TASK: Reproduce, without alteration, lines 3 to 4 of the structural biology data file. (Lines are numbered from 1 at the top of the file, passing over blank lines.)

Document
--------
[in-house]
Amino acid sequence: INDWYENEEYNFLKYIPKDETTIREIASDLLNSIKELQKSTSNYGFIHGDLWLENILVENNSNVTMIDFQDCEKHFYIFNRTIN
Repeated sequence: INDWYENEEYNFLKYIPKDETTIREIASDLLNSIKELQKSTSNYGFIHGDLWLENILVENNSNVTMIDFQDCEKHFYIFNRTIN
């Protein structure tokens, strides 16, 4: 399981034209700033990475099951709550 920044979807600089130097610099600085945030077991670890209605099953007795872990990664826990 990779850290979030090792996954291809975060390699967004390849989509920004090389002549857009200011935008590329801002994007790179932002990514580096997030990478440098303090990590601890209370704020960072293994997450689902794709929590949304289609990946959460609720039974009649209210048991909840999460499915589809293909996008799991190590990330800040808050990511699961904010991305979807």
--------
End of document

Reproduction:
Repeated sequence: INDWYENEEYNFLKYIPKDETTIREIASDLLNSIKELQKSTSNYGFIHGDLWLENILVENNSNVTMIDFQDCEKHFYIFNRTIN
């Protein structure tokens, strides 16, 4: 399981034209700033990475099951709550 920044979807600089130097610099600085945030077991670890209605099953007795872990990664826990 990779850290979030090792996954291809975060390699967004390849989509920004090389002549857009200011935008590329801002994007790179932002990514580096997030990478440098303090990590601890209370704020960072293994997450689902794709929590949304289609990946959460609720039974009649209210048991909840999460499915589809293909996008799991190590990330800040808050990511699961904010991305979807």